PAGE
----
Ohio State alumna Gail Stoy returned to German Village after one of her first dates with her husband almost 40 years ago. She now runs the German Village Walking Tours with her business partner John Clark. Credit: Courtesy of Gail Stoy

Gail and Frank Stoy met as sophomores at Ohio State in 1975. Forty years later, they returned to live in the same neighborhood they explored on one of their first dates.

The couple first took a trip to German Village and ate at Schmidt’s Sausage Haus and Restaurant in 1977, and married in August of that same year.

“We raised our family in Toledo and were empty nesters. My daughter [lived in Columbus],” Gail said. “My husband had an opportunity to come here to Columbus and so we thought we’d turn the page and sell the family home.”

Gail said that it was her daughter who kept encouraging the two to settle in German Village and when Gail and her husband discovered their double-turned-single, two-story colonial house, they knew that’s where they wanted to be.

“We looked all around town and we ended up here and couldn’t have been happier,” Gail said.

The Stoys have only lived in German Village for about two years, but Gail said she was eager to get involved in the community right away. She began reading about the history of German Village and eventually joined the German Village Society where she gives tours and met her current business partner, John Clark.

John Clark and his wife, Jan, have lived in German Village for more than 20 years and, like the Stoys, John was fascinated by the long history of his community.

Gail and John saw an increase in interest for tours and decided to turn their passion of being volunteer tour guides into a business called German Village Tours.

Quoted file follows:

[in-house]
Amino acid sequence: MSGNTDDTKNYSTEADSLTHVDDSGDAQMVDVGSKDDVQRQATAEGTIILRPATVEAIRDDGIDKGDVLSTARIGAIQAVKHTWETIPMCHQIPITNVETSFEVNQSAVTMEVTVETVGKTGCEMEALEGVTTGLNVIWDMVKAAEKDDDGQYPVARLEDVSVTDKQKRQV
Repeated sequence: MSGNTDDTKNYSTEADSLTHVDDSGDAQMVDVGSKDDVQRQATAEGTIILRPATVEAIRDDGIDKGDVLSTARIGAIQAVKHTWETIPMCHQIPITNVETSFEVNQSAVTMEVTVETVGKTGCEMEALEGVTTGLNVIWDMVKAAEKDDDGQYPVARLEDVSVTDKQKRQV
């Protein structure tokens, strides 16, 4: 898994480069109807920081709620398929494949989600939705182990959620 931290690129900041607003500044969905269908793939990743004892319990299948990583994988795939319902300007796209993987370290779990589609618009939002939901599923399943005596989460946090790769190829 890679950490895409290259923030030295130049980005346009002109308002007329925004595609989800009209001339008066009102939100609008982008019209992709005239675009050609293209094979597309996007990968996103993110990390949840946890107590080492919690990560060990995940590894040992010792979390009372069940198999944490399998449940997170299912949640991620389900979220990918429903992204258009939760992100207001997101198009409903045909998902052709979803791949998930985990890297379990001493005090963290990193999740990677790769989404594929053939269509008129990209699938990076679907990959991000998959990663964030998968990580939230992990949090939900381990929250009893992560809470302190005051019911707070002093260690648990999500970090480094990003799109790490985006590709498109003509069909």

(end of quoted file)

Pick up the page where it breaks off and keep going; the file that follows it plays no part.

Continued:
“They have more business than they can really handle at the society, more tour business,” John said. “So we decided that we would take part of that and at the same time we will be giving back to the society a portion of our profits to support them.”

The business partners have been in operation since the beginning of the year and hope to share their knowledge of the community with those who visit.

Despite having a romantic history with German Village, Gail said it’s special to her for more reasons than just that.

“I think between the history, the commitment of the people, it’s a real sense of neighborhood,” she said. “You really do know your neighbors. There are get-togethers. It’s just a strong sense of community. People are involved and, frankly, it’s beautiful.”

The strong sense of community is why Gail stays in German Village, but the house she and her husband chose to live in at the beginning is just around the corner from Schmidt’s Restaurant where the two began their relationship.

“Here we are, 40 years later, living our dream here,” Gail said.